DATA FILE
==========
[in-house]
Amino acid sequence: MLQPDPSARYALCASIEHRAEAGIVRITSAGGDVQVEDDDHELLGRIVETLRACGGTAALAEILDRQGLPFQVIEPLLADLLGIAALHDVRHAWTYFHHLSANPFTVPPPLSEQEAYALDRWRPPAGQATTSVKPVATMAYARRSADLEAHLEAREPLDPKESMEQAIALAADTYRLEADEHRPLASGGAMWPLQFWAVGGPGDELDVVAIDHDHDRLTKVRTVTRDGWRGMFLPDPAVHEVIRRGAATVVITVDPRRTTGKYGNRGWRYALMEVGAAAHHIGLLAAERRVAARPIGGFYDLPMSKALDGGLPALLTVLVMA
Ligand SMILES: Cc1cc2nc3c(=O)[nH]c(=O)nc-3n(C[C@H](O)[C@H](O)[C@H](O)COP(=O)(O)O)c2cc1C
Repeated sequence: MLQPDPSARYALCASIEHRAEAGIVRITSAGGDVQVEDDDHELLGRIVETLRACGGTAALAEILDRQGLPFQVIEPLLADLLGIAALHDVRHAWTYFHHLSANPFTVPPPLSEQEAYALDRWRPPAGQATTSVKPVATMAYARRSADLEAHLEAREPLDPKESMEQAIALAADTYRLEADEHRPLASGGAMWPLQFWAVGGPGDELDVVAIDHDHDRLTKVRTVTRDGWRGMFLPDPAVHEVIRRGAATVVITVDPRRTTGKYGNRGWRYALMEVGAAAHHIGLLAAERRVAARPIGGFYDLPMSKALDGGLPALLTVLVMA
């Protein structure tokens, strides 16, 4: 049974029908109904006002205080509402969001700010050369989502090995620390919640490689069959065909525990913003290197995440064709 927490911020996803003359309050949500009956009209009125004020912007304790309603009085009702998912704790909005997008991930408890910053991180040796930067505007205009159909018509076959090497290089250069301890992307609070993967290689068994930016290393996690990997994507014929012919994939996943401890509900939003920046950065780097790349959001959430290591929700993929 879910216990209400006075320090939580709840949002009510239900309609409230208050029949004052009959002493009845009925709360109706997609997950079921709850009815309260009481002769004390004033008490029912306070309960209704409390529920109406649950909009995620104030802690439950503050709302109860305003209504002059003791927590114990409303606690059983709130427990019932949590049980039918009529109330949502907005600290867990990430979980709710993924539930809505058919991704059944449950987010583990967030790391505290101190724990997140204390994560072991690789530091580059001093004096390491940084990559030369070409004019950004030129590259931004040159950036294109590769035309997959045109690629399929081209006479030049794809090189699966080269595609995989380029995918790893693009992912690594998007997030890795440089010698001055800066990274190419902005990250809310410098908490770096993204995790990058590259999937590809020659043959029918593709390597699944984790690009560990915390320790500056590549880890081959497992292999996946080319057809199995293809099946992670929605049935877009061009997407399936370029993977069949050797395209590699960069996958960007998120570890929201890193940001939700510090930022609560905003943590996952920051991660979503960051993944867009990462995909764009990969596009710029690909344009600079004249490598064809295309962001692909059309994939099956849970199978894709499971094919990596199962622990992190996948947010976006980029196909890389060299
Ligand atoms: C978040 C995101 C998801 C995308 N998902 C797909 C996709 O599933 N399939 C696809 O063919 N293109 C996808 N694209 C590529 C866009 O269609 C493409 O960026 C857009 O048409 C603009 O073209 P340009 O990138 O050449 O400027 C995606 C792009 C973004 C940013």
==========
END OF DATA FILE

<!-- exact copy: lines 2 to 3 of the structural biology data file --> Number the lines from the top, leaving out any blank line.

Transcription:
Amino acid sequence: MLQPDPSARYALCASIEHRAEAGIVRITSAGGDVQVEDDDHELLGRIVETLRACGGTAALAEILDRQGLPFQVIEPLLADLLGIAALHDVRHAWTYFHHLSANPFTVPPPLSEQEAYALDRWRPPAGQATTSVKPVATMAYARRSADLEAHLEAREPLDPKESMEQAIALAADTYRLEADEHRPLASGGAMWPLQFWAVGGPGDELDVVAIDHDHDRLTKVRTVTRDGWRGMFLPDPAVHEVIRRGAATVVITVDPRRTTGKYGNRGWRYALMEVGAAAHHIGLLAAERRVAARPIGGFYDLPMSKALDGGLPALLTVLVMA
Ligand SMILES: Cc1cc2nc3c(=O)[nH]c(=O)nc-3n(C[C@H](O)[C@H](O)[C@H](O)COP(=O)(O)O)c2cc1C